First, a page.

Designing Resilient and Adaptable Marinas

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Tsunami Damage to Waterfront Infrastructure

Damage and losses like this are so devastating. As a coastal engineer I would like to organize or be part of a network of harbor, marina and dock consultants and interested stakeholders in investigating our existing waterfront infrastructures, find out what survived and what did not, and how we can become wiser in designing and building more resilient infrastructures. Although "brick and mortar" hard, inflexible structures have their purposes, I believe we need to look closer at innovative, flexible, and/or transportable structures to do the best we can to minimize if we can such damage and destruction.

This presentation is my effort to contribute to that process.

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Designing Resilient and Adaptable Marinas

  1. 1. Designing Resilient and<br />Adaptable Marinas in An Age of<br />Potentially More Violent Weather<br />And<br />Uncertain Economic Times<br />Presented by:<br />Dave Wentland, P.E.<br />Coastal and Environmental Engineer<br />DOCKS & MARINAS, INC.<br />De Pere, Wisconsin USA<br />www.docks-marinas.com<br />In Partnership with:<br />STRUCTURMARINE<br />Marinas Tailored to Your Dreams<br />www.structurmarine.com<br />April 7, 2011 A Webinar Presentation<br />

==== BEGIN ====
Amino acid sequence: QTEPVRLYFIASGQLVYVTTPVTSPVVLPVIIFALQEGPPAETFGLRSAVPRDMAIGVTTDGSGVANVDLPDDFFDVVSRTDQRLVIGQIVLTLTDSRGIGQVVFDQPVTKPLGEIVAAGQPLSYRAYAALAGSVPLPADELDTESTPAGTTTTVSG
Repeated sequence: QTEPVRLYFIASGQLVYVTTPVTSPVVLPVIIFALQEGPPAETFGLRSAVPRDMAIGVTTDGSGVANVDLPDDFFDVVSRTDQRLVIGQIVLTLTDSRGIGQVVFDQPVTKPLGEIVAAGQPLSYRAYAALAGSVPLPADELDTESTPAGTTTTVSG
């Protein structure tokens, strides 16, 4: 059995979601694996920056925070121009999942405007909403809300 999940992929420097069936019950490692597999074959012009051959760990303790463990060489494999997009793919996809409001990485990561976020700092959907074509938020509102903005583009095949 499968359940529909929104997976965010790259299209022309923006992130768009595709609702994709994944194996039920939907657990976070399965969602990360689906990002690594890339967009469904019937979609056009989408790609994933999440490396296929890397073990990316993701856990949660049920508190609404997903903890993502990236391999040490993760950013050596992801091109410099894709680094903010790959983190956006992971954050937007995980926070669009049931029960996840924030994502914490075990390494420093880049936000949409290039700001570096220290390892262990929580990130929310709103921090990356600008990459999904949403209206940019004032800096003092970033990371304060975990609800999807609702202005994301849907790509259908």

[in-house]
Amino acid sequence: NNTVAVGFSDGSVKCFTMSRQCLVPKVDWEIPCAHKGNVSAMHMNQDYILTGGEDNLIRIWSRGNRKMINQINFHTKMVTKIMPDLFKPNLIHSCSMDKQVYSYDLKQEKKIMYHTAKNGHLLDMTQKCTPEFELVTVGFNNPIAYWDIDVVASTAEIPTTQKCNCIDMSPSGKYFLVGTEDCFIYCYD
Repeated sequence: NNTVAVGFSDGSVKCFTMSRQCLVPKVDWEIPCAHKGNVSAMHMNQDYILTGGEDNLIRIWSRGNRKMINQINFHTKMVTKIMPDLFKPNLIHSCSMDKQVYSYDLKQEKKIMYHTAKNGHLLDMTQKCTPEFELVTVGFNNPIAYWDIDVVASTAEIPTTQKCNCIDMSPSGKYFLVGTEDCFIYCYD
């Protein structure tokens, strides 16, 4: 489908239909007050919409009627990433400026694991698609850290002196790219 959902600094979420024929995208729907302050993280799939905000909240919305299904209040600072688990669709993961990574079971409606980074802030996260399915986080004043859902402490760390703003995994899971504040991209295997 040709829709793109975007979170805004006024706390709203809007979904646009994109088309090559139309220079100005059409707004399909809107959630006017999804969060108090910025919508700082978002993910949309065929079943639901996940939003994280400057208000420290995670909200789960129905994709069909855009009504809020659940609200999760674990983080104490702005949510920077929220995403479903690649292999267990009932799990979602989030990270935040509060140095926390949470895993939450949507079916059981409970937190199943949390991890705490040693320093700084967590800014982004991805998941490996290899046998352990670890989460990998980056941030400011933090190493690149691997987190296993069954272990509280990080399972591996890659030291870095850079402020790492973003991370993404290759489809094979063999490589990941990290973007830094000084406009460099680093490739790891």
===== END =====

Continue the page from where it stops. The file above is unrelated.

2. 2. THANK YOU FOR ATTENDING OUR WEBINAR<br />
  3. 3. FOR THE RECORD<br />First and Foremost<br />Docks & Marinas, Inc. prides itself on being a fair<br />and objective coastal engineering company<br />Second<br />We continually search for and are willing to partner with<br />equipment and product manufacturers we believe offer<br /> the finest products and services in our marine industry<br />Third<br />We believe STRUCTURMARINE is such a company<br />and we are proud to represent it<br />Last<br />The observations, opinions and suggestions in this presentation<br /> to possibly reduce future damage to<br /> Santa Cruz and Crescent City, California harbors<br />in the aftermath of the March 11, 2011 tsunami <br />are solely those of Docks & Marinas, Inc.<br />
  4. 4. INTRODUCTION<br />DOCKS & MARINAS, INC.<br />WHO WE ARE<br />